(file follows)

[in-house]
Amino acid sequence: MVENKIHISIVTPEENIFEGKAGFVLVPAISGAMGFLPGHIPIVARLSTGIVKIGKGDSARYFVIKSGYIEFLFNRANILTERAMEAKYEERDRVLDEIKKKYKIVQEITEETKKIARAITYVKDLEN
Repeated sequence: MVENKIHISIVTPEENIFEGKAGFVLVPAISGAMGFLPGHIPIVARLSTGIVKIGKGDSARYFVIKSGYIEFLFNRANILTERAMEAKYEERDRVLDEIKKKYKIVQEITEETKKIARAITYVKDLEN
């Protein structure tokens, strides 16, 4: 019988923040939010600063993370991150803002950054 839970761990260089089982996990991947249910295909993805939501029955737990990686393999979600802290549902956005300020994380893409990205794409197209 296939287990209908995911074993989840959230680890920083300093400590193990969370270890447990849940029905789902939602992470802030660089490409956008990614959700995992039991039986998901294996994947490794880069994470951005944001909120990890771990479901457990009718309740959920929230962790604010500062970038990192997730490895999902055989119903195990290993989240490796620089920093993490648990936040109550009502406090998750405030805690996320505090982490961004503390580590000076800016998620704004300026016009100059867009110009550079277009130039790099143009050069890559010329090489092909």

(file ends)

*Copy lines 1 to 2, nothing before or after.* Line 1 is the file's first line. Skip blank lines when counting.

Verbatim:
[in-house]
Amino acid sequence: MVENKIHISIVTPEENIFEGKAGFVLVPAISGAMGFLPGHIPIVARLSTGIVKIGKGDSARYFVIKSGYIEFLFNRANILTERAMEAKYEERDRVLDEIKKKYKIVQEITEETKKIARAITYVKDLEN